This week, the BBC covered a court case whereby a young person with autism had been excluded from school for showing aggressive behaviour. The judge had ruled the exclusion unlawful, stating "aggressive behaviour is not a choice for children with autism…it is repugnant to define as 'criminal or anti-social' the effect of the behaviour of children whose condition (through no fault of their own) manifests itself in particular ways.”

You can read the full story here.

Prior’s Court wholeheartedly welcomes and supports this ruling as an important step towards autism acceptance.

PriorOur Director of Residential Care, Sarah Butcher MBE says; “At Prior’s Court we see ‘challenging behaviour and physical aggression’ as a form of communication. If a young person with autism is being aggressive it is usually because they cannot find a way to tell us something is wrong in their world.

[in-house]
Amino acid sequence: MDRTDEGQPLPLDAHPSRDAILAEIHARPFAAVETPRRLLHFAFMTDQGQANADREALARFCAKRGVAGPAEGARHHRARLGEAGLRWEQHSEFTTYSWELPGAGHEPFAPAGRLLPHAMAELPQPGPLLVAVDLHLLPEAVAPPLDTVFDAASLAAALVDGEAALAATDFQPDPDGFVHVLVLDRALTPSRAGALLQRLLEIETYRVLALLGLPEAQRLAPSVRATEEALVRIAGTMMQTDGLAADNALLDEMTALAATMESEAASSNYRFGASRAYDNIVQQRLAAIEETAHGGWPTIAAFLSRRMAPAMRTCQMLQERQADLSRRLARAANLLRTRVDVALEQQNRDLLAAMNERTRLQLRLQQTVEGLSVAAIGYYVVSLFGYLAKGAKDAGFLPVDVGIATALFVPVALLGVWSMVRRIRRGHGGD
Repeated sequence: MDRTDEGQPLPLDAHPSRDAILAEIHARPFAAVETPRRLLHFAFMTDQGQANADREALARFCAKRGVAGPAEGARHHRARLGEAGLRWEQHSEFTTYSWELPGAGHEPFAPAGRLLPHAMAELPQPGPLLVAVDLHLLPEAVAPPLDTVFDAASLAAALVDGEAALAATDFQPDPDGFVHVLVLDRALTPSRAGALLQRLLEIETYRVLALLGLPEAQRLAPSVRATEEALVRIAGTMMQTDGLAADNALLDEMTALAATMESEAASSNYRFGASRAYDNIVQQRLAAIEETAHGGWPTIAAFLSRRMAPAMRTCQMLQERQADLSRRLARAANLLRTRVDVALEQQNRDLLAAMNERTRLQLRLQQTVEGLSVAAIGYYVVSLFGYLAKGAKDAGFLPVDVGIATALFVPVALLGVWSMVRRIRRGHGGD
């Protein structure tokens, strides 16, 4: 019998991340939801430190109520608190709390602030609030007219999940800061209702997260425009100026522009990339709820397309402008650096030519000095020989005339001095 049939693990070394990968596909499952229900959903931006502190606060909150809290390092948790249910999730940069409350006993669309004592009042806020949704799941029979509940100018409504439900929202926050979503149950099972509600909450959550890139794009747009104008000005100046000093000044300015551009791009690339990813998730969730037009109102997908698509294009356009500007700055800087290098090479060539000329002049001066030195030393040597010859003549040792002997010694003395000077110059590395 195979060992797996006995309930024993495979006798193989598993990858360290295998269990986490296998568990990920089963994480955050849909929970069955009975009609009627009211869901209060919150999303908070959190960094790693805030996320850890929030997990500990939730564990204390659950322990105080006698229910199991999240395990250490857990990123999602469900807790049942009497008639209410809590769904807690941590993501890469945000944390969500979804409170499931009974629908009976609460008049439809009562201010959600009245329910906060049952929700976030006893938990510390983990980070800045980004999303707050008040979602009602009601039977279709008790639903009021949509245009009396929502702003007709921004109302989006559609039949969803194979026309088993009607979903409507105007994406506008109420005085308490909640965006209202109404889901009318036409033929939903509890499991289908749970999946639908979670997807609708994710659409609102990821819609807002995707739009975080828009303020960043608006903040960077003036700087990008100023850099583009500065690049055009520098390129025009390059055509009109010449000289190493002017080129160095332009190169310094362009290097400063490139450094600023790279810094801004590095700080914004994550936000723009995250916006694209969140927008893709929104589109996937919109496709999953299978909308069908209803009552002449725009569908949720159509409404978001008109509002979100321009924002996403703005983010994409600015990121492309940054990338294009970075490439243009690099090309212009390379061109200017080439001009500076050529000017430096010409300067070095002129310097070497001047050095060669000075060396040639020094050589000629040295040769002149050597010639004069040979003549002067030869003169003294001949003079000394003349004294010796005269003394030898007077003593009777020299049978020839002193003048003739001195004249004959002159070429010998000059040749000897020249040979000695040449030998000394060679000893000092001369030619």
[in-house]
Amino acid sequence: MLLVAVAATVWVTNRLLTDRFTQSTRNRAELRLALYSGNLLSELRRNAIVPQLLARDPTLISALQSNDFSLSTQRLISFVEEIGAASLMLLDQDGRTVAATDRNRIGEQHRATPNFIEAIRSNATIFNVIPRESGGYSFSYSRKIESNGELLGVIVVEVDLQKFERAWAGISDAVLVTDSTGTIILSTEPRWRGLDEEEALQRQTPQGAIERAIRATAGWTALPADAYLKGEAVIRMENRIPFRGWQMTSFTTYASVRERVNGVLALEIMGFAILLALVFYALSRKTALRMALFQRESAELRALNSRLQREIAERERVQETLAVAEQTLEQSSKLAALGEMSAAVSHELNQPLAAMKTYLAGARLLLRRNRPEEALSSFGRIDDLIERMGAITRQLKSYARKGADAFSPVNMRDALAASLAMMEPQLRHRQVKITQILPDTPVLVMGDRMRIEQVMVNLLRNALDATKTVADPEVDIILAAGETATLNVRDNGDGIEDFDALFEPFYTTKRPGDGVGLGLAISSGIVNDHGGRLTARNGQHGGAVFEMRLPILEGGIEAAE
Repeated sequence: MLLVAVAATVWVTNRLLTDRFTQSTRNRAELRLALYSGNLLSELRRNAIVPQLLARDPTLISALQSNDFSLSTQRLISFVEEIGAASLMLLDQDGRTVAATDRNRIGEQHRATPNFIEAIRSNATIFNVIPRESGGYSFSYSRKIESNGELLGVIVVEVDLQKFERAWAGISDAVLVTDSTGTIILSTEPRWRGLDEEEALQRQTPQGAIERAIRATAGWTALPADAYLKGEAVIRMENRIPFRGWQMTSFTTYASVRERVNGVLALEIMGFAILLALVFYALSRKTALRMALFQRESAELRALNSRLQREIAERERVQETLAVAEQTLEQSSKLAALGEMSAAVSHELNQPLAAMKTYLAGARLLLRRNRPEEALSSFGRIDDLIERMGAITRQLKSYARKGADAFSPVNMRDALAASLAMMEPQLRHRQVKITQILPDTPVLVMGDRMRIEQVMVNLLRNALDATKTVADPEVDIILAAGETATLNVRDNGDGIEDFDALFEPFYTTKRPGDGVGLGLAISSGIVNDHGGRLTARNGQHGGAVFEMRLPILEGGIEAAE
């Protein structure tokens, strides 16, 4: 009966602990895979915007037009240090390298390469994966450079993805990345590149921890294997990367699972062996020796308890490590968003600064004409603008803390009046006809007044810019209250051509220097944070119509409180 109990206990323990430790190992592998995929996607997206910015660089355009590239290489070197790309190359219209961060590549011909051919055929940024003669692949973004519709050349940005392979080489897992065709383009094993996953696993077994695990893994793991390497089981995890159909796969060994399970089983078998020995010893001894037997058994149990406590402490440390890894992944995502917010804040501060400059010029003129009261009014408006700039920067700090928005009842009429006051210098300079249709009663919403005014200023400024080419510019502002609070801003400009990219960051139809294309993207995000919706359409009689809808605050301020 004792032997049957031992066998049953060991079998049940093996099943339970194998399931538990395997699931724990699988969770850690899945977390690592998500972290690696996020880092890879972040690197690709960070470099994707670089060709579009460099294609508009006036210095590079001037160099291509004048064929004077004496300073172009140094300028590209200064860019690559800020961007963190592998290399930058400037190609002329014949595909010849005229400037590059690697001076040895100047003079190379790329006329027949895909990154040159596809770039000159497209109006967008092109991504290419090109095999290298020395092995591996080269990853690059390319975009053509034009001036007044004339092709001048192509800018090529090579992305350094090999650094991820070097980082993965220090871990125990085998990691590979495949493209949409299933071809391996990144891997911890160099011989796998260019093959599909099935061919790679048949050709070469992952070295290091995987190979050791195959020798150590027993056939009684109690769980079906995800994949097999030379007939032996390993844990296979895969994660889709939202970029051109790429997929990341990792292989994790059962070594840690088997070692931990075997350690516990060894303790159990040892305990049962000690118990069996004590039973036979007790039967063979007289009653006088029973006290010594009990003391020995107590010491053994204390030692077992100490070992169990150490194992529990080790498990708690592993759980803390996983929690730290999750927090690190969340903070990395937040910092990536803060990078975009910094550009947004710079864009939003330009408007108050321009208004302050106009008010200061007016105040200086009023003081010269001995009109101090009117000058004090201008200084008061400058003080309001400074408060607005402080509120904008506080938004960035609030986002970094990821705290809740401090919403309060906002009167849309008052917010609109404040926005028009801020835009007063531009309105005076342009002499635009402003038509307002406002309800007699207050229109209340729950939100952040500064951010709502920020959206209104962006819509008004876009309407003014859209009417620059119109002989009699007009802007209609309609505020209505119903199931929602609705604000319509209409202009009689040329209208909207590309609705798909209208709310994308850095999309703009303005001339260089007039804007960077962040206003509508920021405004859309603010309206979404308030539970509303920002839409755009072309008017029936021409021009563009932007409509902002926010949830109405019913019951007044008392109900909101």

“When working with young people with autism it is very important to understand what is driving the physical aggression, we have to look beyond what they are doing and ask ‘why?’. It may be driven by difficulties in communication, high levels of anxiety, sensory overload or not understanding what is expected of them.”

Prior’s Court does not advocate the use of punitive measures to manage behaviour. You can read more about our positive approach to behaviours, and our strategies to help our students self-manage here.